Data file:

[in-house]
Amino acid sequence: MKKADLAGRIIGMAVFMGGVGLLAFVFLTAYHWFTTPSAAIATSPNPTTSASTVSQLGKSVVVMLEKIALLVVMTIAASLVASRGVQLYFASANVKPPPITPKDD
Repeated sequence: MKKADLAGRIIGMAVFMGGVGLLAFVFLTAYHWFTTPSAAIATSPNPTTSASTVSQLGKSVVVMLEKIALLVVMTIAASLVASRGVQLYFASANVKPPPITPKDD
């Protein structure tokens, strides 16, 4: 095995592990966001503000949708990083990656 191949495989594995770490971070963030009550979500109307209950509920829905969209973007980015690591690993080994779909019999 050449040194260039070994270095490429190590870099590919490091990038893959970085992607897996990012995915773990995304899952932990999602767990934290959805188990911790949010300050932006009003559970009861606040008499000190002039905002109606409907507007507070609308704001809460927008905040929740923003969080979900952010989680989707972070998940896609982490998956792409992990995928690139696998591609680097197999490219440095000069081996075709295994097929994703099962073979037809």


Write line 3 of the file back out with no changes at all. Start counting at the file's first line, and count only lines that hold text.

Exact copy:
Repeated sequence: MKKADLAGRIIGMAVFMGGVGLLAFVFLTAYHWFTTPSAAIATSPNPTTSASTVSQLGKSVVVMLEKIALLVVMTIAASLVASRGVQLYFASANVKPPPITPKDD